“I’ve had a good life,” said my wife with a bittersweet tone to her voice.
I was driving us back from Houston, and I couldn’t believe what she was telling me. NO! That’s NOT how it was going to be.
“You’re going to be fine,” I said, not knowing that my wife had less than a year to live. And, really, why shouldn’t I have believed a positive ending to our current crisis? I hear about people almost every day who found that treatments either held off the cancer or who conquered the disease. Sure, I didn’t expect it to be easy, but I thought it would be a battle that we would eventually win.
Then my wife slapped me with a dose of reality.
“No. I’m going to die. I’ve had a good life. You’ve been a good husband to me,” she said, sounding much more somber than the doctors who had delivered the news.
I couldn’t believe what she was telling me . . .
It’s actually much harder to get a cancer diagnosis than you might think. Or at least it was for us.
Part of it was our own fault. My wife had delivered our second child in October. Not long after that, she seemed to be tired all the time. But that’s not that unusual following childbirth, is it?
Then she developed a cough. And by December she seemed maybe even more tired than was normal. So we decided a check-up might be a good idea.
So she saw her doctor. Well, there were a lot of things that could be causing her symptoms.
The best thing, he said, would to be to run some tests. Then some more tests. And finally, a few more tests.
And then finally, after about a month of seeing local doctors and a series of test, we got that hard-to-come-by diagnosis – my wife did indeed have cancer.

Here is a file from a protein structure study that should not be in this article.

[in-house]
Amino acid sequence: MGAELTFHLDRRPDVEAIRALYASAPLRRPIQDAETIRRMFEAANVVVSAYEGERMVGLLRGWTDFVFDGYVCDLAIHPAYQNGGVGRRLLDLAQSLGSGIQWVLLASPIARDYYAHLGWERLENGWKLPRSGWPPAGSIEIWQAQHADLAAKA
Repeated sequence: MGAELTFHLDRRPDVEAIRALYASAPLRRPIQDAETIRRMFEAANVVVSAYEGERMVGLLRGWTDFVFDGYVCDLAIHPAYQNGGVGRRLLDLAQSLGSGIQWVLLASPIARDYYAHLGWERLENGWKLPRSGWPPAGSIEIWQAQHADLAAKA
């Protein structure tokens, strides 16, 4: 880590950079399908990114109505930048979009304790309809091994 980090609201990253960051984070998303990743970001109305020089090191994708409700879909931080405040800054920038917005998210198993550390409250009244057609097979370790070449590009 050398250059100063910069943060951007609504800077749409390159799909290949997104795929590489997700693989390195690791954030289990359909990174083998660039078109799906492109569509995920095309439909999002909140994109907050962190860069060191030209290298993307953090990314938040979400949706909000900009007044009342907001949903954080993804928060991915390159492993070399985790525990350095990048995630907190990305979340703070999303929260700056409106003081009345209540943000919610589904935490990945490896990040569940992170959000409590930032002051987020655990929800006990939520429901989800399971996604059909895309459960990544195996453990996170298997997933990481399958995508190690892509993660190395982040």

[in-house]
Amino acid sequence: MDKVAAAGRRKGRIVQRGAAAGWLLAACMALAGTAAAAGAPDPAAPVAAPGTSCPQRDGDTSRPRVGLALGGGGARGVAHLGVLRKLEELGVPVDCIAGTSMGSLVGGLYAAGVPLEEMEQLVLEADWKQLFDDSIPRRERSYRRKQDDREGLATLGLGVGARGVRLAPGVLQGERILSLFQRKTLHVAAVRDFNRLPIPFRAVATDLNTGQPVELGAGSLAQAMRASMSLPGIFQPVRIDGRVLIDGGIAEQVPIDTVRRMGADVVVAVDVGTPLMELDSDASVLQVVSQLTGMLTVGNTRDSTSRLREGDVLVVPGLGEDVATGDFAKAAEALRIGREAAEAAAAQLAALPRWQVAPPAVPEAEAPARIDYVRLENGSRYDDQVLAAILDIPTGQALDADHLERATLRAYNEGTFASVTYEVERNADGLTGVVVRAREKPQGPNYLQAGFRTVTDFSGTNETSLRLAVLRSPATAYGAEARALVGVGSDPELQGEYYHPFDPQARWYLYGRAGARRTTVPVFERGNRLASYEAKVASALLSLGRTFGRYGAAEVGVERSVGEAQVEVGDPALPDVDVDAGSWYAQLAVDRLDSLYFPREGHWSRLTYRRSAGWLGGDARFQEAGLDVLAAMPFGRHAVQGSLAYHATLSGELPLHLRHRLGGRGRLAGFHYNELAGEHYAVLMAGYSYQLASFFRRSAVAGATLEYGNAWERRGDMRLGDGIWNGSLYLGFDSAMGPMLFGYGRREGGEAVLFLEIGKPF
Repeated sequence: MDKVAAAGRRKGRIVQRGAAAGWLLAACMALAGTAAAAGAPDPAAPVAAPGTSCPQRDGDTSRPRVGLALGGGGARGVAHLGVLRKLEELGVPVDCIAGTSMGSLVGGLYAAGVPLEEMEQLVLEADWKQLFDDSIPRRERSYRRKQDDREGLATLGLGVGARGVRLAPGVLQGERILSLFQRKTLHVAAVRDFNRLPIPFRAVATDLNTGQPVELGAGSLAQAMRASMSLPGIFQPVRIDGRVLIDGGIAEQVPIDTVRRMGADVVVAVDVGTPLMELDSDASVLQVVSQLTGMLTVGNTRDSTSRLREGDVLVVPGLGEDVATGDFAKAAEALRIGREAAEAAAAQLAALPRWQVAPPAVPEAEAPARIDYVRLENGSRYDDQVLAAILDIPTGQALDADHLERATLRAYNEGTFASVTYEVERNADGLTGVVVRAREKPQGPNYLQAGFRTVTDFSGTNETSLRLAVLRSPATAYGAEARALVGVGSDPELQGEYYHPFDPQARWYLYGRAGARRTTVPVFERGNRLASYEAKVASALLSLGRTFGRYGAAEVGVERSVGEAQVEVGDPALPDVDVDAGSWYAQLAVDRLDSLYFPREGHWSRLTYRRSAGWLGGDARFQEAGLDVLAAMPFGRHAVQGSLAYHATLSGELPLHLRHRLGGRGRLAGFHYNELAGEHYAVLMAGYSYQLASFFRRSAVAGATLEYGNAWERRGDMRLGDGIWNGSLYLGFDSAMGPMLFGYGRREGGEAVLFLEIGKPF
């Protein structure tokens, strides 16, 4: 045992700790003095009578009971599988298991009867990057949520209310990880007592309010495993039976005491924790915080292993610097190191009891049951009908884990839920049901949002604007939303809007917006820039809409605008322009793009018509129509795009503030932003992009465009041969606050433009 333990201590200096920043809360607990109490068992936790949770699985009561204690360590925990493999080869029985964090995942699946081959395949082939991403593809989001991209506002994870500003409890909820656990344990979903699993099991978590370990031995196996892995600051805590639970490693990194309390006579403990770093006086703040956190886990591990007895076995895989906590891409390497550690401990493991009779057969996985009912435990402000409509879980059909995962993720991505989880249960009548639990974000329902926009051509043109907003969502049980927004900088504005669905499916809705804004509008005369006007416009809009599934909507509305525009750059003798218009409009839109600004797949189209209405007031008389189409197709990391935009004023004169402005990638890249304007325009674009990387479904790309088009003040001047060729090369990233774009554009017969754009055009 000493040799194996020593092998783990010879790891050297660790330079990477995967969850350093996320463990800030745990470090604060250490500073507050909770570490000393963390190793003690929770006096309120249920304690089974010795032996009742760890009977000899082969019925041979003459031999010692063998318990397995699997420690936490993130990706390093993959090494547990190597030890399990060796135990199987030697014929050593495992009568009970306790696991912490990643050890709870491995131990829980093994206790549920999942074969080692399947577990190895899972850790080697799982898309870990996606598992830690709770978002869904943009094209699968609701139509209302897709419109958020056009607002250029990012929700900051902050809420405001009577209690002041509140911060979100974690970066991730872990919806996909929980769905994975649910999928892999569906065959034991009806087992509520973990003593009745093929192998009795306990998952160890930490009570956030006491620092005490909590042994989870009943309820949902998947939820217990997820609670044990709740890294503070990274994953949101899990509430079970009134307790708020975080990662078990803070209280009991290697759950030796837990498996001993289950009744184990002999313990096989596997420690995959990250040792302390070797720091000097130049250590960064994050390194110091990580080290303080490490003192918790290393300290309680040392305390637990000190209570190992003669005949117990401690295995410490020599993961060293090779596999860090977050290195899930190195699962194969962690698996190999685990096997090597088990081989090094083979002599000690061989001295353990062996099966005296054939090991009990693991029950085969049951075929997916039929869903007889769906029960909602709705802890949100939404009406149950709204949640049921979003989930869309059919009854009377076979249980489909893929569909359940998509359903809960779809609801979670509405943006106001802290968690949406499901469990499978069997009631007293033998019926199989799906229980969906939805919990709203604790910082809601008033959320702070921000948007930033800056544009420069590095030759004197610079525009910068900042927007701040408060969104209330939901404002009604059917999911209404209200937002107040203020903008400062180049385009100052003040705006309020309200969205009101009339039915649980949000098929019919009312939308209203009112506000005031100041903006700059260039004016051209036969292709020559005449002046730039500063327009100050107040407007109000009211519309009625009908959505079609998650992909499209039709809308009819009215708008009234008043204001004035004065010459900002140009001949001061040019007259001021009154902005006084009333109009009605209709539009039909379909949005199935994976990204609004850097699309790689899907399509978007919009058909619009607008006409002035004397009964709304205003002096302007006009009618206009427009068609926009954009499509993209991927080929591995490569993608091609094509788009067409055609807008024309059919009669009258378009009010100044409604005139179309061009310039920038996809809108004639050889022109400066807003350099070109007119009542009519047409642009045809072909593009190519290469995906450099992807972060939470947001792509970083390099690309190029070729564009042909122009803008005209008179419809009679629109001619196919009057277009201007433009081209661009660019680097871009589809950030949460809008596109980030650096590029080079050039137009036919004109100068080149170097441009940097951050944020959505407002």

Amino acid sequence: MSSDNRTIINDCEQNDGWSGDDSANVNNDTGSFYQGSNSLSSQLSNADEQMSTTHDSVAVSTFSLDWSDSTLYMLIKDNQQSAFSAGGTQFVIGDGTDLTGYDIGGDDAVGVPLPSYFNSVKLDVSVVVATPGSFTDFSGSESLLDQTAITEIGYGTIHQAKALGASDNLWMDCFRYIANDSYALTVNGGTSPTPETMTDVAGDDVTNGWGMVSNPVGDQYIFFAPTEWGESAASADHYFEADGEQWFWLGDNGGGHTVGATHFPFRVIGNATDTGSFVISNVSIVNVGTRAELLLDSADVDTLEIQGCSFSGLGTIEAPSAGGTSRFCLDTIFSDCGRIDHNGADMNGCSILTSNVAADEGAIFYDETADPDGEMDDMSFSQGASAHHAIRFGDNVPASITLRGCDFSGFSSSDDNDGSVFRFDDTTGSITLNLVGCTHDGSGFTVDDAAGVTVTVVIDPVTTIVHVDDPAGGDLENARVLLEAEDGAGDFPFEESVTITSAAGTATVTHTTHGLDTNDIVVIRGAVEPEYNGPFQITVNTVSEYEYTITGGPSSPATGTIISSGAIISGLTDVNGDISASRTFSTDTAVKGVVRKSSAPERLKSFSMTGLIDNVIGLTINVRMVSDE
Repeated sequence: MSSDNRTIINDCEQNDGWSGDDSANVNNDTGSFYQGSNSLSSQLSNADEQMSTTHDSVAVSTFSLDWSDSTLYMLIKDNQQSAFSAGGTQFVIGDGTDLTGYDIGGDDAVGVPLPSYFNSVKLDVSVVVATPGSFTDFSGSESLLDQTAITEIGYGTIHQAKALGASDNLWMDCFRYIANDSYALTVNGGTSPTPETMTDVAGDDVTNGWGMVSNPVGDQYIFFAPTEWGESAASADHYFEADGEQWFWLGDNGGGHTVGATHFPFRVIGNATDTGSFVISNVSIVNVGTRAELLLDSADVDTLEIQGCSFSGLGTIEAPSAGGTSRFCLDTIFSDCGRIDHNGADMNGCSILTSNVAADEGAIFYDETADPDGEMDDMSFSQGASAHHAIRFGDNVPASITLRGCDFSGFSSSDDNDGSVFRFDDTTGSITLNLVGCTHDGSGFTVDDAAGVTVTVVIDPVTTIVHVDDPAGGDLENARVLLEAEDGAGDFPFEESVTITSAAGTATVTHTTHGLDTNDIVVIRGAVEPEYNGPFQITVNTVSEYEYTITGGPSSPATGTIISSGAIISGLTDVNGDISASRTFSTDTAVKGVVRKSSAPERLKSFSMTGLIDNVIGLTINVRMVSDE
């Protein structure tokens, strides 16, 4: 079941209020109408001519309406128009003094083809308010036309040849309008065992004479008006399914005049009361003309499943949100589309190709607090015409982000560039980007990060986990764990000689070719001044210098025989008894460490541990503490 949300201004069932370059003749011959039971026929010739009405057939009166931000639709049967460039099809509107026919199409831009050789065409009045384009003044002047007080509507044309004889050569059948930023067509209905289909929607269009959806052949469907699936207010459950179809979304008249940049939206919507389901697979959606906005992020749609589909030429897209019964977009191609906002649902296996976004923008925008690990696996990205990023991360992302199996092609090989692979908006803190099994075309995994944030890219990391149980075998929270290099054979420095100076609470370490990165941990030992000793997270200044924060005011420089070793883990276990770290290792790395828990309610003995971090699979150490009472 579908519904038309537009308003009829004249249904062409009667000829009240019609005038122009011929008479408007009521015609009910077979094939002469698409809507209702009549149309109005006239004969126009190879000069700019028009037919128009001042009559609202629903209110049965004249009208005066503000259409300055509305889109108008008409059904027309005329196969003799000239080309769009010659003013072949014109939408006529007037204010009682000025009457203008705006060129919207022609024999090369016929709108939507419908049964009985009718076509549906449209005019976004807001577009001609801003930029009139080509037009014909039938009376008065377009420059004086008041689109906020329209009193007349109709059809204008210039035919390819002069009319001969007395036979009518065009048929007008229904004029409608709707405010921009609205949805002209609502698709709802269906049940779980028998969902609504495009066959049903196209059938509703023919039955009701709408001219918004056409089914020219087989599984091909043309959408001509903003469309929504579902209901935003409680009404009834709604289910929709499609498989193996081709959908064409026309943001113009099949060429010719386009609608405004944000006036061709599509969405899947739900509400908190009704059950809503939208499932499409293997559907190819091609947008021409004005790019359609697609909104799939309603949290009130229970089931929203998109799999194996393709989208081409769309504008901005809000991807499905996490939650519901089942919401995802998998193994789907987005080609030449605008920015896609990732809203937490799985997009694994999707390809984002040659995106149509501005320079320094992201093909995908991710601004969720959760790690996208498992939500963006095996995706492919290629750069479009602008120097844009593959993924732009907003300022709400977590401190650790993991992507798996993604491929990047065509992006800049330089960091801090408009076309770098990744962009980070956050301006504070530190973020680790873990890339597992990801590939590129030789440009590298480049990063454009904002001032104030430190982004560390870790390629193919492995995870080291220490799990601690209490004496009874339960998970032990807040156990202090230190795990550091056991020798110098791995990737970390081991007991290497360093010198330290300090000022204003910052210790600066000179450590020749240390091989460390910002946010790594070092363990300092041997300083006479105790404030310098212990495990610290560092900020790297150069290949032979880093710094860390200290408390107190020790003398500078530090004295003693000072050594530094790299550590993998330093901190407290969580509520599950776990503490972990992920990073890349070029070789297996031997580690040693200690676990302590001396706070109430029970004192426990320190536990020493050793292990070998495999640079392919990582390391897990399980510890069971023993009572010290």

Not long after that, we took a trip to Houston. We didn’t know how long we would be staying. We started at a hospital that was the home of an oncologist who used to work at M.D. Anderson, the nationally acclaimed hospital for treating cancer.
The first doctor we saw, had looked at the x-rays, but wanted to run some tests of his own. We were only at the first hospital for a couple of days.
Then we had a couple of days before we were to be seen at M.D. Anderson.
But other than the doctors, tests, and anxiety, we were able to find a little time to do some fun things.
One afternoon, we drove the hour south to Galveston, where we walked the beach and found a good place to eat. We saw a movie that week. We went to dinner a few times with friends of family, as well as friends of friends.
We had heard so many good things about M.D. Anderson, that we felt confident that the experts there would be able to help. But that wasn’t the case for us. The doctors, casually but matter-of-factly told us that she did have cancer, but they couldn’t determine the origin of the disease. So, there really wasn’t anything they could do for us
Huh? I would have thought a person with a rare type of cancer would be the perfect patient for a research hospital. I mean, Wouldn’t that make a great study case? Apparently not.
The next day, we left Houston. And on the way home, my wife delivered the statement that stunned me.
I don’t know how, but somehow she did know that she didn’t have long to live. The next day, the first oncologist we saw thought, but wasn’t sure, that her cancer was a rare type called cholangiocarcinoma..
I’ll never know how she knew how things were going to play out. But she did.
And throughout most of her illness, I continued to deny to myself that this thing wasn’t going to take her. I felt sure that the treatments were going to start working any day, and the disease would regress if nothing else.
But my wife knew. Somehow she never really complained about it. She was able to accept the diagnosis. She lived her last months just as she had her entire life up until the illness – with grace, dignity, and a smile on her face.
Even when she knew something that I refused to believe.